Daemonorops jenkinsiana

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Daemonorops
(deh-mohn-OHR-ohps)
jenkinsiana
(jehn-kihns'-ee-ahn-ah)
Dj3074.jpg
"Note colour variation." Xishuangbanna Botanic Garden, China. Photo by Dr. T. Evans, Royal Botanic Gardens, Kew/Palmweb.
Scientific Classification
Genus: Daemonorops
(deh-mohn-OHR-ohps)
Species:
jenkinsiana
(jehn-kihns'-ee-ahn-ah)
Synonyms
None set.
Native Continent
Asia
Asia.gif
Morphology
Habit: Solitary
Leaf type: Pinnate
Culture
Survivability index
Common names
'Major Jenkins' Rattan Palm, Golak bet, Cheka bet, Dudhia bet, Dangri bet, Golla bet.

Habitat and Distribution

Daemonorops jenkinsiana is found in Assam, Bangladesh, Cambodia, China Southeast,
H.P. Leu Gardens, Orlando, FL. Photo by Leu Gardens Botanist, Eric S.
East Himalaya, Hainan, Laos, Myanmar, Philippines, Taiwan, Thailand, Vietnam, INDIA (West Bengal, Sikkim, Assam, Meghalaya), BANGLADESH, BHUTAN. In the eastern Himalaya's, it is common in mixed forests up to 1000 m. (S.K. Basu. 1992)/Palmweb.

Description

High climbing rattan palm; stem with lealshcath 3 - 4 cm in diameter; intemodes 15-20 cm long, longitudinally striatc. Leaves cirrate; leafblade excluding cirrus to 3 m long; leafsheath pale yellow to yellowish green, covered with brown scurf and armed with thin flattened, deep brown to blackish needle-like spines in series or scattered; petiole 15 - 20 cm long, 5 cm broad at widest part; scurfy outside, flat to slightly convex above, armed below with strong digitate claws and straight spines at margins; leaflets equidistant, alternate to suboppos-ite; largest leaflets little above the base, 40 - 50 cm long or in some vigorous specimens 50 - 70 cm long, 2 - 4 cm broad at widest part; ultimate leaflets rudimentary. Inflorescence sub-axillary or inserted above the mouth of their sheaths, not very broadly fusiform after opening; peduncle 3 - 6 cm long; outer bract tapering into a long beak, reddish to reddish brown in colour. Flower branches densely scurfy at base. Male flowers oblong in bud, 5 x 2.5 mm; calyx cupular, hairy at tips; corolla with 3-obIanceolate petals; stamens 6, anthers subulate, connate and thickened at base. Rachillae in female inflorescence upto 8 cm long, sinuous; female flowers 6 - 7 in number on each side; each 5 - 5.5 mm long; calyx cupular, truncate; corolla distinctly veined, with deeply divided lanceolate petals; ovary ovoid to globose, stigmas 3, pappillose inside. Fruit globose, 1.8 cm in diameter; fruit scales in 18 longitudinal series, yellowish brown in colour with distinct darker marginal lines; seed globose, about 10mm in diameter, minutely pitted; pits filled with dark subresinous substances; endosperm ruminate. (S.K. Basu. 1992)/Palmweb. Editing by edric.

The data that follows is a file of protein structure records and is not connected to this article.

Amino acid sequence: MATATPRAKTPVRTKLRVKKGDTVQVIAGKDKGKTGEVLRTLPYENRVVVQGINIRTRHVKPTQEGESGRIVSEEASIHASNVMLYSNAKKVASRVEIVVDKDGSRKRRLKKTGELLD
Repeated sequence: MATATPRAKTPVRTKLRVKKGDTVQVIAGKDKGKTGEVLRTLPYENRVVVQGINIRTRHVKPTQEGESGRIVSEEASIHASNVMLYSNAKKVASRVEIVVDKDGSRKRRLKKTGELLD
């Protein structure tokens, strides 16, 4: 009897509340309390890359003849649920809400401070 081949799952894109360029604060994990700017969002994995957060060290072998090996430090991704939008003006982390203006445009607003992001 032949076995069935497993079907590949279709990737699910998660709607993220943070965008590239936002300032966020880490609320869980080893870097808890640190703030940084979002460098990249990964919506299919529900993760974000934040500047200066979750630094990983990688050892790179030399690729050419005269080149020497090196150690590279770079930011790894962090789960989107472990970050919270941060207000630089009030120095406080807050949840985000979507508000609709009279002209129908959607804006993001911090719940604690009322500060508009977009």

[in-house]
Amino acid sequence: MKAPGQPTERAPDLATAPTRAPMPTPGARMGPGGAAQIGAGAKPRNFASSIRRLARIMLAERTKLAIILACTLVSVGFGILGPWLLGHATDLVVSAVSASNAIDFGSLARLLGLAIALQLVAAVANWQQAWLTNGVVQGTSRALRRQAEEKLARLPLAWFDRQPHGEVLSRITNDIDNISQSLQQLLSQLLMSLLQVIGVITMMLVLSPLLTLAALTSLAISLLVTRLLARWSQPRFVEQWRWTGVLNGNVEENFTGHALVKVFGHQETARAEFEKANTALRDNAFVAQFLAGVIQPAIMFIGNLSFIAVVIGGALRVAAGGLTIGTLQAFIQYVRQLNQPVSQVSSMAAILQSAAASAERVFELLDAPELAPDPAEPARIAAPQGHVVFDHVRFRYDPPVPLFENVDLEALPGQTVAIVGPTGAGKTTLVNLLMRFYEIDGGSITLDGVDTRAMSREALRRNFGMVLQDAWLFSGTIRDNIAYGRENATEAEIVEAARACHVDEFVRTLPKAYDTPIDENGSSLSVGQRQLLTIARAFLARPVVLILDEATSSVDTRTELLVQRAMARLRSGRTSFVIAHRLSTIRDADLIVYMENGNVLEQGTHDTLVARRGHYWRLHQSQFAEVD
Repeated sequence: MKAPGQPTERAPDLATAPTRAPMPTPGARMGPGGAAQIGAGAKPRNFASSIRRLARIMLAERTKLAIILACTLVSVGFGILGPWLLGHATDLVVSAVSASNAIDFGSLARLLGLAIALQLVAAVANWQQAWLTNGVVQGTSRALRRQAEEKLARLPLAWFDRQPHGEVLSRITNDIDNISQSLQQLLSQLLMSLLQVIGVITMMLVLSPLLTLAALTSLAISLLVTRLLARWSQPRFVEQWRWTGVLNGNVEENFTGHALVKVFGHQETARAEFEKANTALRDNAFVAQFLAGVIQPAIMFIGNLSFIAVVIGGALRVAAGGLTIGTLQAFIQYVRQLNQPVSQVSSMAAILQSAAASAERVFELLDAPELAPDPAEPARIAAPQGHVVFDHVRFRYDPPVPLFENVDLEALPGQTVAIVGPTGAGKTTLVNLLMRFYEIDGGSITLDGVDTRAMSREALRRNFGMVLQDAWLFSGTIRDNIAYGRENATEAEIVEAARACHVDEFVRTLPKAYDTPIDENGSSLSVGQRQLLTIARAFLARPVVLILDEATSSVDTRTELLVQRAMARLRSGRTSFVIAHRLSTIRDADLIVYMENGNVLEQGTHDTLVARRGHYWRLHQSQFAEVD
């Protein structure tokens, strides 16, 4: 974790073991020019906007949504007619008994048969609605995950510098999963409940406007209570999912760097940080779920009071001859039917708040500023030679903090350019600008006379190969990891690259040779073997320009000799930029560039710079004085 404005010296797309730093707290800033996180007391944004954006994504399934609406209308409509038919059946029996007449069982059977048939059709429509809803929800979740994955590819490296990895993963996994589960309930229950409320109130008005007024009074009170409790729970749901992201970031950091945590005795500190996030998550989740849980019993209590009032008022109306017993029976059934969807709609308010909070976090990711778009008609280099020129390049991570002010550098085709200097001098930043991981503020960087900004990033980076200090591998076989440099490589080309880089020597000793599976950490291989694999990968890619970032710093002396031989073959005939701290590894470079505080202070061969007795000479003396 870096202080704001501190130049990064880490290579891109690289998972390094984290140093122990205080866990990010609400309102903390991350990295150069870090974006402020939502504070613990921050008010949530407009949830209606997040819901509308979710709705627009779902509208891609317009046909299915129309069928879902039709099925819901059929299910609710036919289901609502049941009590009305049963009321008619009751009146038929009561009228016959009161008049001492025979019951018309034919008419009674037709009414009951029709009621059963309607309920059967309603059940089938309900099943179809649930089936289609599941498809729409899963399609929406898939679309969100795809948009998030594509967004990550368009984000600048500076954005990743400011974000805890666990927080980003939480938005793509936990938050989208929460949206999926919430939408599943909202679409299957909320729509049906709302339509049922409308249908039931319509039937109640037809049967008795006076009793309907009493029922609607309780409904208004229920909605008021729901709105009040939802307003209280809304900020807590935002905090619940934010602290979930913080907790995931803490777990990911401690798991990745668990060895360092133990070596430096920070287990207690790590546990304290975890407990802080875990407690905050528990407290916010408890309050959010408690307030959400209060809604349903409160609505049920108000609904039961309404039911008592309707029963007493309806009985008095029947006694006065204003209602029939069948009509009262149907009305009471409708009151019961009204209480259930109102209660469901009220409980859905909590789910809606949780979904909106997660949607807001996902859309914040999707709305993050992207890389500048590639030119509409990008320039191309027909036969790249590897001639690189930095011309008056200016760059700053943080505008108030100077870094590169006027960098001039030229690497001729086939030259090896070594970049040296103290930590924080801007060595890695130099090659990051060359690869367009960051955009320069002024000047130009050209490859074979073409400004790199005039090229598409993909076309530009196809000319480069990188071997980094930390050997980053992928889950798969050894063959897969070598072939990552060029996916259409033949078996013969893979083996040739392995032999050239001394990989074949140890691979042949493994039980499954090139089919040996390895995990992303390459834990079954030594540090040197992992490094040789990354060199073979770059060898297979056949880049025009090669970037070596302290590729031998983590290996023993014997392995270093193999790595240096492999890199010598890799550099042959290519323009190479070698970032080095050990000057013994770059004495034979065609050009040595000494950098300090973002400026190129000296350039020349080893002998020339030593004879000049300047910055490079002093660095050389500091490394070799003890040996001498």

Stems clustered, climbing or often forming thickets, to 25 m, to 6 cm in diam. Leaf sheaths yellowish green with gray, brown, or reddish black hairs, with scattered or rows of black, flattened, triangular spines to 4 cm, mixed with some needlelike spines; ocreas obscure; knees conspicuous; rachis to 3 m with 55-100 linear or lanceolate pinnae per side, these regularly arranged; middle pinnae 30-70 cm, 1.5-3.8 cm wide at mid-point, adaxial veins bristly, margins with smaller bristles; cirri to 2 m. Inflorescences to 0.8 m, erect; inflorescence bracts persistent, swollen, splitting lengthwise to reveal rachillae; male inflorescences branched to 4 orders, female to 2 orders. Fruits yellowish brown, globose to ellipsoid, to 2 × 2 cm, with grooved scales. Lowland rain forests, often persisting in disturbed areas; below 1000 m. Guangdong, Guangxi, Hainan [Bangladesh, Bhutan, Cambodia, India, Laos, Myanmar, Nepal, Thailand, Vietnam]. (Flora of China)

Culture

Warm, sheltered, and moist. Experimental cultivation exists in north Bengal. Cultivated in the Indian Botanic Garden, Howrah and in Forest Research Institute, Chittagong, Bangladesh. (S.K. Basu. 1992)/Palmweb.

Comments and Curiosities

Uses: This cane is mainly used for making rough baskets, chair frames etc. Tribal people use it for tying fences and for making cane bridges, and the leaves are used for thatching, also for food (the young shoots are edible).

A beautiful climbing Rattan with long, spreading, finely pinnate leaves and very stout, 4.5 cm (1 and 3/4 in.) diameter canes covered in short spines. Originating in NE-India and Bangladesh in montane forests up to 750 m (2500 ft), it is suitable for warm temperate as well as tropical areas. (RPS.com)


External Links

References

Phonetic spelling of Latin names by edric.

Special thanks to Geoff Stein, (Palmbob) for his hundreds of photos.

Special thanks to Palmweb.org, Dr. John Dransfield, Dr. Bill Baker & team, for their volumes of information and photos.

Glossary of Palm Terms; Based on the glossary in Dransfield, J., N.W. Uhl, C.B. Asmussen-Lange, W.J. Baker, M.M. Harley & C.E. Lewis. 2008. Genera Palmarum - Evolution and Classification of the Palms. Royal Botanic Gardens, Kew. All images copyright of the artists and photographers (see images for credits).

Basu, S.K.1992. Rattans (canes) in India. A Monographic Revision. Forest Research Institute, Malaysia.


Many Special Thanks to Ed Vaile for his long hours of tireless editing and numerous contributions.

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